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The Difficult Truths of Indifference
On April 12, 1999, Elie Wiesel’s “The Perils of Indifference” was presented in the White House. His speech was only six hundred and ninety-eight words long. Six hundred and ninety-eight words filled with hard truths. Six hundred and ninety-eight words demanding the end of indifference. Words have the power to change people’s hearts and minds. “I wanted to be sure to find words, the right words,” Wiesel said in an interview about one of his previous writings (Shea, Andrea). Consequently, his speech impacts people just as much today as it did twenty years ago, and every decision Wiesel made when writing his speech was both thoughtful and purposeful.
Wiesel uses the three appeals and elements of the five canons to write a speech that became one of the most influential speeches to date. He used the elements of the rhetorical situation and created a written masterpiece.
Wiesel’s speech is still relevant today as indifference is still apparent in everyday life. On August 26, 2019, the New York Times released an article entitled “India’s Widows, Abused at Home, Have Sought Refuge in This Holy City for Centuries,” which highlighted the many hardships that over 40 million widows face in India. The writer talked about a sanctuary for these widows, but this sanctuary helps less than 1% of those 40 million women (Schultz, Kai). On one hand, the fact that this article was written is a huge step in the right direction. On the other hand, the fact that this has become such a problem shows how indifferent people are today. “Indifference, then, is not only a sin, it is a punishment” (paragraph 11). If this is true, then how much punishment are we inflicting on ourselves and others through our indifference? Wiesel’s “The Perils of Indifference” is a huge cry for change, and this change is still necessary today. Wiesel pleads that we end the reign of indifference, as well as hoping that future generations can use their imaginations in such a way that will effectively inform so that we do not become numb to the happenings of the world (“THE WHITE HOUSE”).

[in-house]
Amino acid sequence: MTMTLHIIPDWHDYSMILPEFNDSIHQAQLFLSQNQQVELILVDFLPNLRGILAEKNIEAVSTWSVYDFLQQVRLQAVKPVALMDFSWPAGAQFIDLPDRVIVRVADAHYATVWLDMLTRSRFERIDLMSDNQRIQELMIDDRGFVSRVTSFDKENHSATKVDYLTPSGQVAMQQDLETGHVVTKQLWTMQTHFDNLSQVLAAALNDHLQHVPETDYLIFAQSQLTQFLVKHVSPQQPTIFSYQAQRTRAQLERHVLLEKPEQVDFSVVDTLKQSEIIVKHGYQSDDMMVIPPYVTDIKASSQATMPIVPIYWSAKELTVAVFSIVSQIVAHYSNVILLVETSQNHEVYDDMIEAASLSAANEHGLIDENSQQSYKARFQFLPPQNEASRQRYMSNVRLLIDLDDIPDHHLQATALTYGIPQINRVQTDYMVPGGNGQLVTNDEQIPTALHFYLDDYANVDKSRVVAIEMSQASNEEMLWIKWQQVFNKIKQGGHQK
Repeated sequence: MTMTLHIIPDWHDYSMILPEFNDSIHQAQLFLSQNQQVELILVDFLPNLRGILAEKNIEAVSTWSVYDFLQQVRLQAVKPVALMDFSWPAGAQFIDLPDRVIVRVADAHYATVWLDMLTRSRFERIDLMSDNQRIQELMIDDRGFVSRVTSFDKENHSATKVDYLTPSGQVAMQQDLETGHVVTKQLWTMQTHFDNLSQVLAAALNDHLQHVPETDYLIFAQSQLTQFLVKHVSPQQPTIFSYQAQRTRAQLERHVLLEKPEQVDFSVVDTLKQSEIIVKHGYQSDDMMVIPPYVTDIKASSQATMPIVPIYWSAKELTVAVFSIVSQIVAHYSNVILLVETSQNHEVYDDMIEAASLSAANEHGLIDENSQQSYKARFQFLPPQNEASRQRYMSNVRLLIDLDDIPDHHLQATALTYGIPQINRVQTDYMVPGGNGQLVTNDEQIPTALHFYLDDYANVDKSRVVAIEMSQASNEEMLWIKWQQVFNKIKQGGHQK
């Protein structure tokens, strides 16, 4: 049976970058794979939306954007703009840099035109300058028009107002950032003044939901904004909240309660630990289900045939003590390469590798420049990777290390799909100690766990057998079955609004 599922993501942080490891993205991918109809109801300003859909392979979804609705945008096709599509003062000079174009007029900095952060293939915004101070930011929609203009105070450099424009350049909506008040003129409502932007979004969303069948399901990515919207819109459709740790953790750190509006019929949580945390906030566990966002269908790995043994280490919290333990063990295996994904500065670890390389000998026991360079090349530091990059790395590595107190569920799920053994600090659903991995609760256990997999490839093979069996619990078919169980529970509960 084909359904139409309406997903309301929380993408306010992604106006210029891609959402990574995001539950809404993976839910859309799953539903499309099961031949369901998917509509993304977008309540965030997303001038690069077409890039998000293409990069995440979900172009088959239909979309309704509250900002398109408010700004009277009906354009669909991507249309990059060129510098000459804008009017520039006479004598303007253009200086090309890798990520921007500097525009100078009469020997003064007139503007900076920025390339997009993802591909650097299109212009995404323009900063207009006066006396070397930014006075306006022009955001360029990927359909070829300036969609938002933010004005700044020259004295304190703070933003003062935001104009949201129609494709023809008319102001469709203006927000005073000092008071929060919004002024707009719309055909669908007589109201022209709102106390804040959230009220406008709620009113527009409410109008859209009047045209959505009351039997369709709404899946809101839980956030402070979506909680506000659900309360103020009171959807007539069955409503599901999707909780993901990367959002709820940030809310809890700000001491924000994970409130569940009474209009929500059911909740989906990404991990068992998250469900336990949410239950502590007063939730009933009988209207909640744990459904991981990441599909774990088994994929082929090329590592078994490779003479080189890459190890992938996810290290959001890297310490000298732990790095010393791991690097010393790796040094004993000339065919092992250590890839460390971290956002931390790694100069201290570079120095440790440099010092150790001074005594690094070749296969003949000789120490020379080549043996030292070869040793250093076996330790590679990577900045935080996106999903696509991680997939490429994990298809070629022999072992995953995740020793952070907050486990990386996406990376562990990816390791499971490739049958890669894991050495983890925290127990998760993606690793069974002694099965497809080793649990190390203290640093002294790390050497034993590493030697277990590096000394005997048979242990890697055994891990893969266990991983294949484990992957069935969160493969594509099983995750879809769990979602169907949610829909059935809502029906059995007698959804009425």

Wiesel uses memory in his speech; he recounts an emotional memory from when he was a child during the Holocaust. He ends the story by describing the day he was liberated from a concentration camp (paragraph 3). Wiesel uses memory to appeal to pathos. This use of pathos, both caused the audience to sympathize with Wiesel’s situation and caused the audience to pay close attention to what Wiesel had to say. Wiesel’s use of pathos was also used to set up the rest of his speech. He uses pathos at the beginning of his speech so that when he arrived at the core topics of his speech, the audience would be more receptive to what he had to say.